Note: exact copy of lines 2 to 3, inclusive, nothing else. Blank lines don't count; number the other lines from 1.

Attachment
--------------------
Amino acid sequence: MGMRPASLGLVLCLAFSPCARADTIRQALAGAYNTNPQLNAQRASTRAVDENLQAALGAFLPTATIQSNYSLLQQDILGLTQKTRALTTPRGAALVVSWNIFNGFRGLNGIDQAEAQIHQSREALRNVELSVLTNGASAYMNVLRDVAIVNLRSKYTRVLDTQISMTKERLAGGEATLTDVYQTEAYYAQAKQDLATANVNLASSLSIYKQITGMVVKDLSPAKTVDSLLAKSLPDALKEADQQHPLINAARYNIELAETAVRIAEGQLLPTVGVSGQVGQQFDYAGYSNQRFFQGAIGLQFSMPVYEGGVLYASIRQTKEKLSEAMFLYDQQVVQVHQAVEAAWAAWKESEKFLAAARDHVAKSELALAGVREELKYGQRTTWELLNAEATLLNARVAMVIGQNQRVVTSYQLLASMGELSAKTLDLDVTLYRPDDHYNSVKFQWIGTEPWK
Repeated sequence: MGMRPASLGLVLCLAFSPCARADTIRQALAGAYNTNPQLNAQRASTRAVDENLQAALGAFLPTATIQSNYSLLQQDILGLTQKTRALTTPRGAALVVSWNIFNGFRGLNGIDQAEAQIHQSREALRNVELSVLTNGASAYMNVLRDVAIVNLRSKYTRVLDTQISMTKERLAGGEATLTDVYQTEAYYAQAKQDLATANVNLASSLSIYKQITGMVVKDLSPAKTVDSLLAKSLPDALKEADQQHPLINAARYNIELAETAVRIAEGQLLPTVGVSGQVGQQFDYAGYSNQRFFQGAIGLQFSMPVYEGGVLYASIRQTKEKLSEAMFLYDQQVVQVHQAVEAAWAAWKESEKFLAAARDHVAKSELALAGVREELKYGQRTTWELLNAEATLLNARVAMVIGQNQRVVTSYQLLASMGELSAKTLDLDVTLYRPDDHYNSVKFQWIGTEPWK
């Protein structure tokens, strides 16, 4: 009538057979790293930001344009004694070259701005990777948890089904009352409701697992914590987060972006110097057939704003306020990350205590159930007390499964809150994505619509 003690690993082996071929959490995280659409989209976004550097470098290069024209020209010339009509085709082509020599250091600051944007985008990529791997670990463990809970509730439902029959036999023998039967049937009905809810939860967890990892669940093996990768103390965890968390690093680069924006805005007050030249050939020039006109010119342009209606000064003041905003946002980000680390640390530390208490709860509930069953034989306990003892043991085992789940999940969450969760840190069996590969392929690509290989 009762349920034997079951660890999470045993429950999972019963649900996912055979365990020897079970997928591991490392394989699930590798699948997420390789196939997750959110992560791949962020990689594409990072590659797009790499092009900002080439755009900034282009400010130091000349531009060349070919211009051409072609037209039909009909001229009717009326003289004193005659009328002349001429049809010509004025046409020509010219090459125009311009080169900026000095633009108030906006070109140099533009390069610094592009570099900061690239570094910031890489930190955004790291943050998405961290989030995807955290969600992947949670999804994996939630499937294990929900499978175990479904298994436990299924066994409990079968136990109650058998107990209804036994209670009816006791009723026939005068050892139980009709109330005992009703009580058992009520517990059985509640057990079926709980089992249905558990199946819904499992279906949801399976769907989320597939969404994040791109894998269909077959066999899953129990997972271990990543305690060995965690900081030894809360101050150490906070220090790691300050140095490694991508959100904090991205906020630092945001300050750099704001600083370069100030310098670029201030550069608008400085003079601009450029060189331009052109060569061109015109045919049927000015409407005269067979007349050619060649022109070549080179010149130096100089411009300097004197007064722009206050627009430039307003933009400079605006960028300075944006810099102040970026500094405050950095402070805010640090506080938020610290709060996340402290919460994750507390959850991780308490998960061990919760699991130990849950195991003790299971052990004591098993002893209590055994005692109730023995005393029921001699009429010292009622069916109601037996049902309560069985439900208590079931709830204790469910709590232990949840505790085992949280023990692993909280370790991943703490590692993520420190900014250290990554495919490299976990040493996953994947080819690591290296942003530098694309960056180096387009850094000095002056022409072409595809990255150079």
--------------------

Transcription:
Repeated sequence: MGMRPASLGLVLCLAFSPCARADTIRQALAGAYNTNPQLNAQRASTRAVDENLQAALGAFLPTATIQSNYSLLQQDILGLTQKTRALTTPRGAALVVSWNIFNGFRGLNGIDQAEAQIHQSREALRNVELSVLTNGASAYMNVLRDVAIVNLRSKYTRVLDTQISMTKERLAGGEATLTDVYQTEAYYAQAKQDLATANVNLASSLSIYKQITGMVVKDLSPAKTVDSLLAKSLPDALKEADQQHPLINAARYNIELAETAVRIAEGQLLPTVGVSGQVGQQFDYAGYSNQRFFQGAIGLQFSMPVYEGGVLYASIRQTKEKLSEAMFLYDQQVVQVHQAVEAAWAAWKESEKFLAAARDHVAKSELALAGVREELKYGQRTTWELLNAEATLLNARVAMVIGQNQRVVTSYQLLASMGELSAKTLDLDVTLYRPDDHYNSVKFQWIGTEPWK
């Protein structure tokens, strides 16, 4: 009538057979790293930001344009004694070259701005990777948890089904009352409701697992914590987060972006110097057939704003306020990350205590159930007390499964809150994505619509 003690690993082996071929959490995280659409989209976004550097470098290069024209020209010339009509085709082509020599250091600051944007985008990529791997670990463990809970509730439902029959036999023998039967049937009905809810939860967890990892669940093996990768103390965890968390690093680069924006805005007050030249050939020039006109010119342009209606000064003041905003946002980000680390640390530390208490709860509930069953034989306990003892043991085992789940999940969450969760840190069996590969392929690509290989 009762349920034997079951660890999470045993429950999972019963649900996912055979365990020897079970997928591991490392394989699930590798699948997420390789196939997750959110992560791949962020990689594409990072590659797009790499092009900002080439755009900034282009400010130091000349531009060349070919211009051409072609037209039909009909001229009717009326003289004193005659009328002349001429049809010509004025046409020509010219090459125009311009080169900026000095633009108030906006070109140099533009390069610094592009570099900061690239570094910031890489930190955004790291943050998405961290989030995807955290969600992947949670999804994996939630499937294990929900499978175990479904298994436990299924066994409990079968136990109650058998107990209804036994209670009816006791009723026939005068050892139980009709109330005992009703009580058992009520517990059985509640057990079926709980089992249905558990199946819904499992279906949801399976769907989320597939969404994040791109894998269909077959066999899953129990997972271990990543305690060995965690900081030894809360101050150490906070220090790691300050140095490694991508959100904090991205906020630092945001300050750099704001600083370069100030310098670029201030550069608008400085003079601009450029060189331009052109060569061109015109045919049927000015409407005269067979007349050619060649022109070549080179010149130096100089411009300097004197007064722009206050627009430039307003933009400079605006960028300075944006810099102040970026500094405050950095402070805010640090506080938020610290709060996340402290919460994750507390959850991780308490998960061990919760699991130990849950195991003790299971052990004591098993002893209590055994005692109730023995005393029921001699009429010292009622069916109601037996049902309560069985439900208590079931709830204790469910709590232990949840505790085992949280023990692993909280370790991943703490590692993520420190900014250290990554495919490299976990040493996953994947080819690591290296942003530098694309960056180096387009850094000095002056022409072409595809990255150079």